For thousands of years our ancestors had a close relationship with nature and the land that surrounded them. Many of the festivals that we celebrate today have their roots in these festivals that were first celebrated by our ancestors thousands of years ago, before Christianity. Many of the festivals that the ancient people celebrated would be held at special times in the year and were related to the earths cycle. They were often marked and celebrated by lighting bonfires, known as need fires.
These fires, especially the ones that were lit at Beltane (Mayday) and Samhain (Halloween) included the nine sacred woods for the fires – woods from nine native trees that each have their own unique powers which can be utilised when burned. Here are the nine sacred woods that are traditionally used in a sacred fire…
Birch – This tree is known as the lady of the woods and as the first to reappear after the ice age is known as a pioneer species. Associated with change and new beginnings, as well as renewal and cleansing, the Birch tree has a special place in our hearts. The Silver Birch is a garden favourite, and its beautiful silvery bark stands out even in the winter.
Ash -The beautiful Ash tree was particularly revered in Norse mythology as it was said to be the tree of life – Yggdrasil. The ash tree is associated with knowledge and sadly the ash trees of Britain are now facing danger due to the ash dieback disease.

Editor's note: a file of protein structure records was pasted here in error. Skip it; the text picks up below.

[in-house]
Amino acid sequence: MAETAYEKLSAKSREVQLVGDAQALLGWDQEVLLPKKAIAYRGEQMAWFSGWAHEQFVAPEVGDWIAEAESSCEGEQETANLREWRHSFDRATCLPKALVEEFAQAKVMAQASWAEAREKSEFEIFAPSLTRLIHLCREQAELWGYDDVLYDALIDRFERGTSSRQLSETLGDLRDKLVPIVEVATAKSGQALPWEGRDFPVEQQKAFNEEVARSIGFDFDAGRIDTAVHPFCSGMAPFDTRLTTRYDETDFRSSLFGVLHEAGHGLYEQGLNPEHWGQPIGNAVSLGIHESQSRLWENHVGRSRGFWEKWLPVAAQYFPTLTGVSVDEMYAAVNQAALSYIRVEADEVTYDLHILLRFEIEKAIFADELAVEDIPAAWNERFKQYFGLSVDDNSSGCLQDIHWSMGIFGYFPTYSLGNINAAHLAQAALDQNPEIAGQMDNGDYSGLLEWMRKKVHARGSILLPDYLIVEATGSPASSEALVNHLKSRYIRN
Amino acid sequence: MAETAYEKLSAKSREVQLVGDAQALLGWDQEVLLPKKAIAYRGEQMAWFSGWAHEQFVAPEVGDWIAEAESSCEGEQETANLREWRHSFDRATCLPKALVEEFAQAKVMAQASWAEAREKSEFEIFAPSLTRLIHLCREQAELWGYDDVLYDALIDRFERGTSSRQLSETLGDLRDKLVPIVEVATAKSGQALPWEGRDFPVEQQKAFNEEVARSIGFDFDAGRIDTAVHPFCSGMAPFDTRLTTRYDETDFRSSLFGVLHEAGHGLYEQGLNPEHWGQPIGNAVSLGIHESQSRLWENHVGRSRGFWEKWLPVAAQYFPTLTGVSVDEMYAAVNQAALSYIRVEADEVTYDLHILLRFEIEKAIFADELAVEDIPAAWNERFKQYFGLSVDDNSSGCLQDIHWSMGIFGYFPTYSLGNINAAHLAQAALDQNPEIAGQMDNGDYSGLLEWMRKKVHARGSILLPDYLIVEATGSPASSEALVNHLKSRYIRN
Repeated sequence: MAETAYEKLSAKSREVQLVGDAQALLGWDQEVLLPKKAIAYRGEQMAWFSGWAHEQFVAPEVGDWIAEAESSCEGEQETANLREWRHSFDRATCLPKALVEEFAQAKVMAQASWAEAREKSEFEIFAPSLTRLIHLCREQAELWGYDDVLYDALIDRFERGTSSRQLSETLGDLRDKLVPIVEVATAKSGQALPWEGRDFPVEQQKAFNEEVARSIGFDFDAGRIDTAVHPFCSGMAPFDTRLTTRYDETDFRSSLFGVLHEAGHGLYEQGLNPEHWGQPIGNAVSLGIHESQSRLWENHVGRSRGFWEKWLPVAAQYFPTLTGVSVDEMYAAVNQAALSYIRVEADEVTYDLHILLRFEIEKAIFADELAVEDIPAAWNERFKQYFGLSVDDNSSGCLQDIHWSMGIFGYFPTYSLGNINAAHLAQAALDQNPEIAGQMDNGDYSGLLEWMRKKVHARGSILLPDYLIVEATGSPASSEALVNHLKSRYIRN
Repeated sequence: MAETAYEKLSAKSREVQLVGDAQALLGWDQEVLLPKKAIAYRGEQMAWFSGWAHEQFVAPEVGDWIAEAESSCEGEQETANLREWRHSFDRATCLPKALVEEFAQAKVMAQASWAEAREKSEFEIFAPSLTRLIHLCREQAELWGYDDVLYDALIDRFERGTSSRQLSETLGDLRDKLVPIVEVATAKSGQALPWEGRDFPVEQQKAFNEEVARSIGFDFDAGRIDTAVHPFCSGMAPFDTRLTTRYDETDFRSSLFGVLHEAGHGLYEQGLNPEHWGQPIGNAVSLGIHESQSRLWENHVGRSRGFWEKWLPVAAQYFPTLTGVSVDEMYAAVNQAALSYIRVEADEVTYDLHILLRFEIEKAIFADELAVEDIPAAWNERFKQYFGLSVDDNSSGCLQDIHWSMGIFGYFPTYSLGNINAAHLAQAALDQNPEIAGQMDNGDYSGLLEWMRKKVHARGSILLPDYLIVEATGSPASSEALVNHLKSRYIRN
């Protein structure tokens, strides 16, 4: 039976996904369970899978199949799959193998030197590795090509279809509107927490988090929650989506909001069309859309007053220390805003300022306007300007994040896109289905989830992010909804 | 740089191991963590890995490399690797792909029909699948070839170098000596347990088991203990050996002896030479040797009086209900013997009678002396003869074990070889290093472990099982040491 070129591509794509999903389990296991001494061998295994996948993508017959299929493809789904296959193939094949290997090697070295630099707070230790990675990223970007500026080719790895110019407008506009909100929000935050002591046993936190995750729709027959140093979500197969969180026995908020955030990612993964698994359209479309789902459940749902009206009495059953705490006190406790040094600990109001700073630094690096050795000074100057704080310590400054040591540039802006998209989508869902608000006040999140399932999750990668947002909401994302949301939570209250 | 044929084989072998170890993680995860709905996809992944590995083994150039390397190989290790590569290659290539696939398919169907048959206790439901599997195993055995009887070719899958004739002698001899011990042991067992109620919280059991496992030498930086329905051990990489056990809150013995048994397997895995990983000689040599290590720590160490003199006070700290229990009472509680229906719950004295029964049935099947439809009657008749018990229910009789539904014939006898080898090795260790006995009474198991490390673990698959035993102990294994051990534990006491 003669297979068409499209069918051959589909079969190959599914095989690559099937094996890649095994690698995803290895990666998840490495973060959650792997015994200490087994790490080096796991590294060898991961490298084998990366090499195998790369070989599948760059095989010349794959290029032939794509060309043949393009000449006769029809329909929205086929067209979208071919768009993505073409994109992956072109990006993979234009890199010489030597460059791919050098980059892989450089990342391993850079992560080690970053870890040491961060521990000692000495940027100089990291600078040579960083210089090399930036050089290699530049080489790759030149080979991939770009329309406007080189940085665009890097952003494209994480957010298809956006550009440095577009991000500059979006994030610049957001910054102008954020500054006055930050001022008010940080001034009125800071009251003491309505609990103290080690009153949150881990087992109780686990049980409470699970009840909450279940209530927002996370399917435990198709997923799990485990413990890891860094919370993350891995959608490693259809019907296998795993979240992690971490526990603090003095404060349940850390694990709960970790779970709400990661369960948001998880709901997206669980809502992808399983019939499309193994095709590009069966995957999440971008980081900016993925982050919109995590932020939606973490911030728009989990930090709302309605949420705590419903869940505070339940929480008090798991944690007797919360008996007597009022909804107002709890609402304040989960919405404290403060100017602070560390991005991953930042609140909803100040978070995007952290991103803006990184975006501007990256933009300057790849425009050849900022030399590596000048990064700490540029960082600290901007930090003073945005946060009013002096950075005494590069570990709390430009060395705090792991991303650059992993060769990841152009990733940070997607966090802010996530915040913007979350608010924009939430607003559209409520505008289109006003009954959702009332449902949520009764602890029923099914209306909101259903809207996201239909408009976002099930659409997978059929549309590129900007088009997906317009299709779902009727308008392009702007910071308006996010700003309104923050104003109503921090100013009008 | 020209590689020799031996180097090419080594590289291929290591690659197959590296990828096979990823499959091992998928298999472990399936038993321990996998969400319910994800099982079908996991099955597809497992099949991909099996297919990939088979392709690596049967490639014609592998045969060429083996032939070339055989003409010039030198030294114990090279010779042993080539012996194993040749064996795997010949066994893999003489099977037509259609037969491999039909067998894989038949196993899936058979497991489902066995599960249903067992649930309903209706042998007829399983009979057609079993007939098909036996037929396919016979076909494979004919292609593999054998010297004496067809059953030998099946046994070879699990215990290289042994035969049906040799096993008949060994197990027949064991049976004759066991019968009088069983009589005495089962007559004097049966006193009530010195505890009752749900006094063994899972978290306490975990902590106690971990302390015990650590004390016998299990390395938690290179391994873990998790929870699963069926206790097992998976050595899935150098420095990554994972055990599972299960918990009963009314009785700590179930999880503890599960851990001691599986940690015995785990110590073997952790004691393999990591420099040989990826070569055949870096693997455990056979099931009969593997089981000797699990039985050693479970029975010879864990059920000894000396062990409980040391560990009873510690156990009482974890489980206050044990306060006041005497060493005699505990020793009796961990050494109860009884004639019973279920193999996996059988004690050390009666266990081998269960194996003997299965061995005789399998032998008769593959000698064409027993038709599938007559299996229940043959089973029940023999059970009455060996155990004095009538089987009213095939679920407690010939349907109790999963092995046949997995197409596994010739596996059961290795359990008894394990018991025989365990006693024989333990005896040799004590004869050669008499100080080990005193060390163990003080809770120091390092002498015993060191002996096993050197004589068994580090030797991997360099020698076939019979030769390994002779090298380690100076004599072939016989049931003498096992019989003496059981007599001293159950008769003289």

Alder – The hardy Alder tree is found near water and is able to grow where many other trees are not. It is also able to make the surrounding soil more fertile. It represents prophecy and looking to the future.
Rowan – The beautiful Rowan tree is also known as the mountain ash. Although it is not related to the ash tree its pinnate leaves are a similar shape to those of the ash, so it is clear why the two are linked in name. Rowan trees are believed to have strong protective powers, as well as being associated with success.
Oak – The iconic tree of Britain, the Oak tree has long been favoured by ancient people who would gather beneath it in ceremony, and couples would often marry beneath the oak. These trees represent strength, and the wood that has been used for thousands of years for building is still used today for things like these oak garages https://www.timberpride.co.uk/oak-framed-garages
Hawthorn – Also known as the May tree due to the blossom that blooms on the tree during this month, the hawthorn is strongly linked to the faery folk, and it is also a tree which represents fertility as well as being a natural defence – many of the hedgerows in the countryside are hawthorn as the strong spikes make an excellent barrier.
Willow – The beautiful willow tree is a favourite for weaving and wicker. It is associated with the moon and femininity as well as water and emotions. It is said to help with sleep problems and soothe bad dreams.
Holly – The festive favourite, the evergreen holly is instantly recognisable and as well as the sharp thorns the wood was also carried as a protective staff or talisman, said to repel bad spirits and negative energies.
Hazel – The tree of wisdom, there are many legends regarding the knowledge of the hazel tree. It is also the most commonly used wood in dowsing, the art of finding water underground, and hazel wood is also used for weaving and basket making.